By Ian Grant
Seven games, then. Come on.
Yeah, I know. BSaD match report...introductory waffle, irrelevant metaphor, general nonsense. Stuff. Another
time, though. Or you can make it up yourself, if you prefer.
Because there are much more pressing matters right now, and a few that are absolutely bloody unavoidable.
Like the fact that there are seven games left. And that we're perched very marginally above the relegation
zone. And that the drop to Division Two would be a complete disaster for a club in our financial
situation, potentially much more of a complete disaster than for those who've gone before us. And besides, I
don't want to have to play those Franchise bastards again next season.
As I say, much more pressing. Much more pressing than my introduction - which would've been something to
do with general disgust at belonging to the generation that has wandered down the cultural cul-de-sac
belonging to Dido, Katie Melua, Norah flamin' Jones and that bloke whose name I don't want to remember,
assuming that there had been a way to tie that in with Watford v Wigan, and, as you'll have noticed, there's
always a will and there's nearly always a way. Much more pressing than who plays where and in what formation,
or your love/hate obsession with Lee Cook/Neal Ardley, or your desire to see the manager replaced by someone
who we can't possibly afford. None of that debate - rather elegantly summarised by Ray Lewington's programme notes
as the pressure to pick "all the fans' favourites in a 4-4-2" - is relevant any more. It just doesn't matter.
That's for the summer. Before then, seven games. On this rather stirring evidence, they're not games that
we need to fear at all, even if the league table will look more terrifying still in a week's time. But neither
are they games that we can coast through, as players, managers or fans. They're not games to be wasted with
petty argument, idle frustration, whatever. We got what we wanted here, with a performance that was more than
up to the standards that we'd expect. And now we have to back it up.
Standards. That's what this was all about, really. For all that the team selection did indeed include most
of the fans' favourites in a 4-4-2, that wasn't the difference between this week and last week. It helped,
but that's all. Here, individuals matched up to the standards that we demand of them, and that they ought to
demand of themselves. It was an afternoon of taking responsibility, of playing with resolve and determination,
of many of the things that the season has so lacked. And all of this against opponents who did absolutely
nothing to help us along on our way.
If we'd played in such a manner even slightly more often, we probably wouldn't be in this mess. But - for as long as
we have opportunities to put that right, and repeats of this battling, dogged bravery against weaker
teams would surely do just that - the responsibility for that is not something to be debated now. Save it for a
sunny day. Right now, while you can still affect the outcome, get on your feet and urge them on. Whatever
you might think of them, the fate of your football club is in their hands, and folding your arms in
disgust or voicing your protest in foamy-mouthed abuse isn't going to achieve anything at all. It won't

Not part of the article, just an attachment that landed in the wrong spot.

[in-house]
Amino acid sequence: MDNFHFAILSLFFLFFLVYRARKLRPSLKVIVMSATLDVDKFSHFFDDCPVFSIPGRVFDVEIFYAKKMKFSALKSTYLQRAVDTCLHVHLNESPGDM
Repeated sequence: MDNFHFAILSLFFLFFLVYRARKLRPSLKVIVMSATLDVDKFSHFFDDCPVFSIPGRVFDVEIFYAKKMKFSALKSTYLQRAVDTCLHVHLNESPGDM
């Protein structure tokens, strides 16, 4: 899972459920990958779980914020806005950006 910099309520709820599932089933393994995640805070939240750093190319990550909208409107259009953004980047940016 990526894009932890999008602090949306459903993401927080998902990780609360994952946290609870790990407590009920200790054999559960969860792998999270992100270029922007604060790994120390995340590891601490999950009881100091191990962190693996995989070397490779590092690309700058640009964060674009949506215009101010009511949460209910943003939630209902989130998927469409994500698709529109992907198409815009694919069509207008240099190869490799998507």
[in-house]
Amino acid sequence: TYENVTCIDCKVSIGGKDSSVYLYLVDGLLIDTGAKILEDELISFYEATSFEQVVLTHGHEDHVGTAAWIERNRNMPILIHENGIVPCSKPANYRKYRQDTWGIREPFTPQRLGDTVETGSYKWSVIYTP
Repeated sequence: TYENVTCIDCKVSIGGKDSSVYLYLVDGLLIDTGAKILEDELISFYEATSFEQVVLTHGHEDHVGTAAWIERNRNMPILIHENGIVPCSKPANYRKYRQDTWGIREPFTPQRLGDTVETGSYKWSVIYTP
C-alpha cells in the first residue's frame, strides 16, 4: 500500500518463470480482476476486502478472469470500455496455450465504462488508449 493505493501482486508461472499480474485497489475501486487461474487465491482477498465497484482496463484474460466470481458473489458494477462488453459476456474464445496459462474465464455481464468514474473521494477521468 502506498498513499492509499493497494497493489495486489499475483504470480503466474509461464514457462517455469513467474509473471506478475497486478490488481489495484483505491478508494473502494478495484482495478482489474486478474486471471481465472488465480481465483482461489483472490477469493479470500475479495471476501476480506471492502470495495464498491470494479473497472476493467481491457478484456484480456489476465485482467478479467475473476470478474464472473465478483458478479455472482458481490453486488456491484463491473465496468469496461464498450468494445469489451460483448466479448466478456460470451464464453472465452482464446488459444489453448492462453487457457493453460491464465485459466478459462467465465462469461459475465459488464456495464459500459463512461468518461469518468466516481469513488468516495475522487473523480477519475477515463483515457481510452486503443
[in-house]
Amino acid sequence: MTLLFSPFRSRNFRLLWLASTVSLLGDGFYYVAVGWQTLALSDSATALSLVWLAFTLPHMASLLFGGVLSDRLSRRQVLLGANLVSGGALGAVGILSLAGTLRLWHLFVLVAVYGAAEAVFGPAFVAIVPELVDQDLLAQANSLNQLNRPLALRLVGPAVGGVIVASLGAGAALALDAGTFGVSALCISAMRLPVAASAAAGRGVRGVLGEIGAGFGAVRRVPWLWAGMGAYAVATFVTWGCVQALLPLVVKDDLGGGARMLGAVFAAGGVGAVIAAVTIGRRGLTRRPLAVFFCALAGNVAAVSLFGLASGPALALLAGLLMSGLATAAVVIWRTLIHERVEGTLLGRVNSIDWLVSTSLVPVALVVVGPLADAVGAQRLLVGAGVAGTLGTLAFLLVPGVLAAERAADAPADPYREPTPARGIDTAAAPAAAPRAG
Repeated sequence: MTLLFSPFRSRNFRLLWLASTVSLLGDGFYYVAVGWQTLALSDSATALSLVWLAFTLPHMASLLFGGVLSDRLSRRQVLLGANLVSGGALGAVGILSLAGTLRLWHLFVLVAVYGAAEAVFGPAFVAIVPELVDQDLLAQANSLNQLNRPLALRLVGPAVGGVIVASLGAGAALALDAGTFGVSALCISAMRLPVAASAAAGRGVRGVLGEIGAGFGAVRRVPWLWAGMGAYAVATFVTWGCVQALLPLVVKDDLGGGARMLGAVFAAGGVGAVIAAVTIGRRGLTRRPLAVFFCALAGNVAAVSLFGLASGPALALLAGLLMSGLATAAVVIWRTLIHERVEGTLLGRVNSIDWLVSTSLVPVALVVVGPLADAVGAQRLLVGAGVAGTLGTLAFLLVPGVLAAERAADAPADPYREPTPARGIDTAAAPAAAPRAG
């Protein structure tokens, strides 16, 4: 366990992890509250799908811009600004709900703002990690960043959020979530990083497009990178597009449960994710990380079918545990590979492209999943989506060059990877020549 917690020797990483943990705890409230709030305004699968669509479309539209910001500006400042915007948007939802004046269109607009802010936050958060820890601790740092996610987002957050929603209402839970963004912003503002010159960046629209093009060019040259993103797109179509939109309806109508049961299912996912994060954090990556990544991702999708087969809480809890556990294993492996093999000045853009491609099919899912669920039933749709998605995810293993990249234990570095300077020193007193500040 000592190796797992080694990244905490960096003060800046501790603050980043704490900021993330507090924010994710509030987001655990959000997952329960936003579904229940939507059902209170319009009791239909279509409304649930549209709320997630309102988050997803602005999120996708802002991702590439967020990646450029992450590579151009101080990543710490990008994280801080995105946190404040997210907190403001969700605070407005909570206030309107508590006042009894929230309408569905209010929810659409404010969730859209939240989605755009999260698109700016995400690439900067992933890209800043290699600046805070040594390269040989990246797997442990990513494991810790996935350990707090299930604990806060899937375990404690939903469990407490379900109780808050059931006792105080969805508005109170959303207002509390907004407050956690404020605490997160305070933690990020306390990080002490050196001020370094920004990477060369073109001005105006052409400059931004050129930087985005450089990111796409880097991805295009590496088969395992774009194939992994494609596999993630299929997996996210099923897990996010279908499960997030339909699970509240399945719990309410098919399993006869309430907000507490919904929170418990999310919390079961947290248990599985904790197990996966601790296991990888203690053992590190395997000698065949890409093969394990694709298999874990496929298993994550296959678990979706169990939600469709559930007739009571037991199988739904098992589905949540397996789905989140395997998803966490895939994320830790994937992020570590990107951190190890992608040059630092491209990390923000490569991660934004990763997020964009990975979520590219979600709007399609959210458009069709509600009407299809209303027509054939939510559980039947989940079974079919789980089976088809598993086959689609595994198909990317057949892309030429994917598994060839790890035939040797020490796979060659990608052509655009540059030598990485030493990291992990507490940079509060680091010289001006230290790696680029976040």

even make you feel better, not in the end.
Get on your feet, because this was exactly what you've demanded all along. A mighty, gutsy, passionate
performance against a team that, unlike some others, looked every bit as powerful, strong and quick as its league position
would suggest. And a performance comparatively free of cock-ups too, mercifully. Here, we saw players
attempting to take control, to seize the initiative...and I include everyone in that, from the
often hapless Micah Hyde, who kept seeking the ball (and, yes, kept losing it), to Marcus Gayle, whose
determination to stop what initially appeared to be unstoppable characterised the afternoon. A team
performance, contributed to by all in different ways. It's what you wanted. It's what we need,
desperately and urgently.
All the more impressive, I think, because we were so clearly in awful trouble for the first twenty minutes
or so. There's no secret about Wigan, no cunning plan...but they're big, they're physical, and they're
quick, none of which are challenges that we've particularly relished in recent years. For a while, we were
struggling dreadfully, only just holding things together in open play and then, when we cleared to the safety
of the stands, finding ourselves utterly dwarfed at set pieces. Marcus Gayle looked like a player who'd only had
sixty minutes of reserve action to gain the bare minimum of fitness; Sean Dyche looked like a player who'd
much prefer not to be marking Jason Roberts. All of it looked ominous.
They took advantage quickly too. Although the referee's whistle - heard far too often in general, but very welcome on a
couple of occasions - ruled out Alec Chamberlain's scrambling save from Bullard's in-swinging cross, it
couldn't disguise the frantic chaos in front of the keeper. Even as De Vos rose to meet a corner four
minutes later, there was precious little wrong with the marking - Marcus Gayle was right there, just two
feet underneath - and it still took a touch from Jason Roberts at the last moment to beat Alec Chamberlain.
But that was the concern. We weren't being slack, making daft mistakes. We just couldn't cope. We just didn't
seem equipped to cope.
But we no longer have the luxury of waiting for easier fixtures to come along. It has to happen now, regardless
of who we're playing. While we needed some luck here - the referee's whistle again, after De Vos had lost
Marcus Gayle in a crowd at a free kick and levered Heidar Helguson out of the way to volley in from an